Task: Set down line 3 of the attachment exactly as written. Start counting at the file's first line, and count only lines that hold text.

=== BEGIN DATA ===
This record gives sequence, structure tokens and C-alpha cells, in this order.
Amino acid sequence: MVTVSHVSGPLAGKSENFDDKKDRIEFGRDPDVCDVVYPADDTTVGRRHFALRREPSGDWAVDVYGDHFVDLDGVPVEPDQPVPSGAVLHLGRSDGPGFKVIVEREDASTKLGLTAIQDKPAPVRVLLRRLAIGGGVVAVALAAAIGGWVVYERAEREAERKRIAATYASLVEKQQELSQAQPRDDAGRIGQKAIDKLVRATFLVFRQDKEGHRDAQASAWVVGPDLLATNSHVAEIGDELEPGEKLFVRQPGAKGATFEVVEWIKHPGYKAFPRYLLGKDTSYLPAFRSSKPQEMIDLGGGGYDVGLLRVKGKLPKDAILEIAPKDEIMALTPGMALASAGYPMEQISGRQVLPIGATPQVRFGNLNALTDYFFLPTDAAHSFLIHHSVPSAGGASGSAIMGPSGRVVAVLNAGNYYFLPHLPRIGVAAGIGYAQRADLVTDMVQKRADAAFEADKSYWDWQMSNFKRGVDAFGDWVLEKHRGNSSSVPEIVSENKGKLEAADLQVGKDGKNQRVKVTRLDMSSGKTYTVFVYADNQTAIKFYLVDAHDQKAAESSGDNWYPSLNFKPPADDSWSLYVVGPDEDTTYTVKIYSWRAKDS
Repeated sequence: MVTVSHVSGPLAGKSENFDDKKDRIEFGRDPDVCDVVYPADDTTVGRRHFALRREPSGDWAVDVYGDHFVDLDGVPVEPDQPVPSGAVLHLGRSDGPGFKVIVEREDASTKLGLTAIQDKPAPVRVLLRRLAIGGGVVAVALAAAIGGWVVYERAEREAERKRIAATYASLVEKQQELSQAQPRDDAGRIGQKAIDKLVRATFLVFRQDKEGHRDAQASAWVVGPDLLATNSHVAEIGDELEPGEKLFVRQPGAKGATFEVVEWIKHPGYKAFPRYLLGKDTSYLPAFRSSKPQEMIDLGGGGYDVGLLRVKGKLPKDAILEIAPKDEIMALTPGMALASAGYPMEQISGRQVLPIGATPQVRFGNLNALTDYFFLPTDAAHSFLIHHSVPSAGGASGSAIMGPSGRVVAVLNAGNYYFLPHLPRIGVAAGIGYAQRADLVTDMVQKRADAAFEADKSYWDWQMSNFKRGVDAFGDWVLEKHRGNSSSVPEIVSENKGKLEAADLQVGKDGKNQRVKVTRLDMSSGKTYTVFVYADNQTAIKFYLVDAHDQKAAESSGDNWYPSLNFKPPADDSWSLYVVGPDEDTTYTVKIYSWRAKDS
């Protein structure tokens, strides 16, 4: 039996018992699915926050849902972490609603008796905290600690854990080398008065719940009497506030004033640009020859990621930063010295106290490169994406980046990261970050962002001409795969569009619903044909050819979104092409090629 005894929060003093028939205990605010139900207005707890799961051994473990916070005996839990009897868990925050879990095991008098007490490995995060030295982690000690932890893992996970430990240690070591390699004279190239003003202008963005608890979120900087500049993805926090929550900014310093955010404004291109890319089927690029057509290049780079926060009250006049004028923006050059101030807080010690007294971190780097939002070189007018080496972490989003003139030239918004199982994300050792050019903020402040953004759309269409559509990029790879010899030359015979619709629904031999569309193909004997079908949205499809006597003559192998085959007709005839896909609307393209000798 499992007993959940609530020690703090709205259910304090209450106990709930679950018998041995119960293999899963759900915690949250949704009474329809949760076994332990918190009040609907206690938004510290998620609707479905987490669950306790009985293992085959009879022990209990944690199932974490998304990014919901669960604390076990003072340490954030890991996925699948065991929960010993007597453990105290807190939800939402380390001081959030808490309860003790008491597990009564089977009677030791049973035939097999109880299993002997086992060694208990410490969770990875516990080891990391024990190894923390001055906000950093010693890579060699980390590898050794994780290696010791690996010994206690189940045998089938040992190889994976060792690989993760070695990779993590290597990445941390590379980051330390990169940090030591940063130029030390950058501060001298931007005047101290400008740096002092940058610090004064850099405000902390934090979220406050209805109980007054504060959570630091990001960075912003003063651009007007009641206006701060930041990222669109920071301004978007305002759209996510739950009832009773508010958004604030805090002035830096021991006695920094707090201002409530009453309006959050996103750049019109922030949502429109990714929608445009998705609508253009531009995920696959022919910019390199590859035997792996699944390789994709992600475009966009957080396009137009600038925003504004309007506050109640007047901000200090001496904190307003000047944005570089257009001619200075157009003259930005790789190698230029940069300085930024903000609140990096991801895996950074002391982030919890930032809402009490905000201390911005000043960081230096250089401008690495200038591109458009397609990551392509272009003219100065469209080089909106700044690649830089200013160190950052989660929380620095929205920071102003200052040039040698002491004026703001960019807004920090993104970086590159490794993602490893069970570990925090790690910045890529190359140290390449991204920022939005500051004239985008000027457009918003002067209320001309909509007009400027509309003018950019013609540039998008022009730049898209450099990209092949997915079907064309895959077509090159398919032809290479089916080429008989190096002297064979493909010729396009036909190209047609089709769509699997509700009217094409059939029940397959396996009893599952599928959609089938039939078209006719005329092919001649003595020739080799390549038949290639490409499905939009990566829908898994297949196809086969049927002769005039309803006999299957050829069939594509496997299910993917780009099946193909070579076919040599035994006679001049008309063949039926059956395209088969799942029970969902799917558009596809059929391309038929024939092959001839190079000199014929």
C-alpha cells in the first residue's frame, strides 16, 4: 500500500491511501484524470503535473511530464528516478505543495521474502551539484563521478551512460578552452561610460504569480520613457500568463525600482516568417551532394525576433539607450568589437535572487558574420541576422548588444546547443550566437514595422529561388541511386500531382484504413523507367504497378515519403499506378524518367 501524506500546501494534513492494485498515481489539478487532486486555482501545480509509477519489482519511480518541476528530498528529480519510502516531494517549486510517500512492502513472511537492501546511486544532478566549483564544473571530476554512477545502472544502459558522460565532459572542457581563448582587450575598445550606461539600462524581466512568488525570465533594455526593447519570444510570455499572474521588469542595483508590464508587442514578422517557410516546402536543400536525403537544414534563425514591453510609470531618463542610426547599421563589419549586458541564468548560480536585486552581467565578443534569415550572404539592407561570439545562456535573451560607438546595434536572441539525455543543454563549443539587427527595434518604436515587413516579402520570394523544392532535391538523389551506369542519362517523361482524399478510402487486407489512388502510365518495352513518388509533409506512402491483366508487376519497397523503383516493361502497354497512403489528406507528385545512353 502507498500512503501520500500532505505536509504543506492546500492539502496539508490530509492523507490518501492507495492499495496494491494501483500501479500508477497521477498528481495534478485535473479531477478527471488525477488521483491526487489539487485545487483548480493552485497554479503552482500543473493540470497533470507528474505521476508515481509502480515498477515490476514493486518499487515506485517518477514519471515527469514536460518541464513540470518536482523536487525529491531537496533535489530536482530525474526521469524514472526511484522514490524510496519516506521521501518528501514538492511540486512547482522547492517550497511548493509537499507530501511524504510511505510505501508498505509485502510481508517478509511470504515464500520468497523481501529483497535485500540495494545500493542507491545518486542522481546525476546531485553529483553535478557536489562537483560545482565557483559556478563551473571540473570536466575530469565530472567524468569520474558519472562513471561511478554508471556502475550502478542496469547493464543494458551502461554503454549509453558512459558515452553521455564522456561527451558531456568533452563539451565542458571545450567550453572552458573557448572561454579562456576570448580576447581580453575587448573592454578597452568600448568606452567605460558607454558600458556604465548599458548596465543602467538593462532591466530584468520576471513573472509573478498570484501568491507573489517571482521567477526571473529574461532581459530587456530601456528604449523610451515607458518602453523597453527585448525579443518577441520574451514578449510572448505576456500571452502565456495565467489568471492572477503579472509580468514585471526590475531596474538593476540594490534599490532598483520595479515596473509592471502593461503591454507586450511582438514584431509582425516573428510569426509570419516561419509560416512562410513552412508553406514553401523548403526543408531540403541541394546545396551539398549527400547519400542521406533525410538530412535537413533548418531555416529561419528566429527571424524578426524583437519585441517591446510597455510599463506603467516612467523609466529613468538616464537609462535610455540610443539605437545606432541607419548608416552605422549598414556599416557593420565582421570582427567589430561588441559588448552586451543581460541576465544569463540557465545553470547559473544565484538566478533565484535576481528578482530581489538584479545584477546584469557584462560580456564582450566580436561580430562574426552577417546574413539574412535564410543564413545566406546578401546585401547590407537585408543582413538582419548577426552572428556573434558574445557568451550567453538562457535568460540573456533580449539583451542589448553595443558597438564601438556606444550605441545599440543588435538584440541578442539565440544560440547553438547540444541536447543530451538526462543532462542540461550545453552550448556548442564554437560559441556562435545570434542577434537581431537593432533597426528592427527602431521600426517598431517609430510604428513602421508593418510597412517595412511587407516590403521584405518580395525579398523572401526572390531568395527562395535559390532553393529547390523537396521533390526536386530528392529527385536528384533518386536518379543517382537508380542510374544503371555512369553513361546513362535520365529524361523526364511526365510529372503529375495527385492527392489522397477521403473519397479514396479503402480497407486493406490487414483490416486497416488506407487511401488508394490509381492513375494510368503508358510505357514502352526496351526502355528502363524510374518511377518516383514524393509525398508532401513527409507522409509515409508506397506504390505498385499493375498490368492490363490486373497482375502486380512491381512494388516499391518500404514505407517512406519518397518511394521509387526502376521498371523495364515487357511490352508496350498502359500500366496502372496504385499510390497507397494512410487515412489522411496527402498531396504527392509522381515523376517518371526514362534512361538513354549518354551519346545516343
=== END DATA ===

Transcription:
Repeated sequence: MVTVSHVSGPLAGKSENFDDKKDRIEFGRDPDVCDVVYPADDTTVGRRHFALRREPSGDWAVDVYGDHFVDLDGVPVEPDQPVPSGAVLHLGRSDGPGFKVIVEREDASTKLGLTAIQDKPAPVRVLLRRLAIGGGVVAVALAAAIGGWVVYERAEREAERKRIAATYASLVEKQQELSQAQPRDDAGRIGQKAIDKLVRATFLVFRQDKEGHRDAQASAWVVGPDLLATNSHVAEIGDELEPGEKLFVRQPGAKGATFEVVEWIKHPGYKAFPRYLLGKDTSYLPAFRSSKPQEMIDLGGGGYDVGLLRVKGKLPKDAILEIAPKDEIMALTPGMALASAGYPMEQISGRQVLPIGATPQVRFGNLNALTDYFFLPTDAAHSFLIHHSVPSAGGASGSAIMGPSGRVVAVLNAGNYYFLPHLPRIGVAAGIGYAQRADLVTDMVQKRADAAFEADKSYWDWQMSNFKRGVDAFGDWVLEKHRGNSSSVPEIVSENKGKLEAADLQVGKDGKNQRVKVTRLDMSSGKTYTVFVYADNQTAIKFYLVDAHDQKAAESSGDNWYPSLNFKPPADDSWSLYVVGPDEDTTYTVKIYSWRAKDS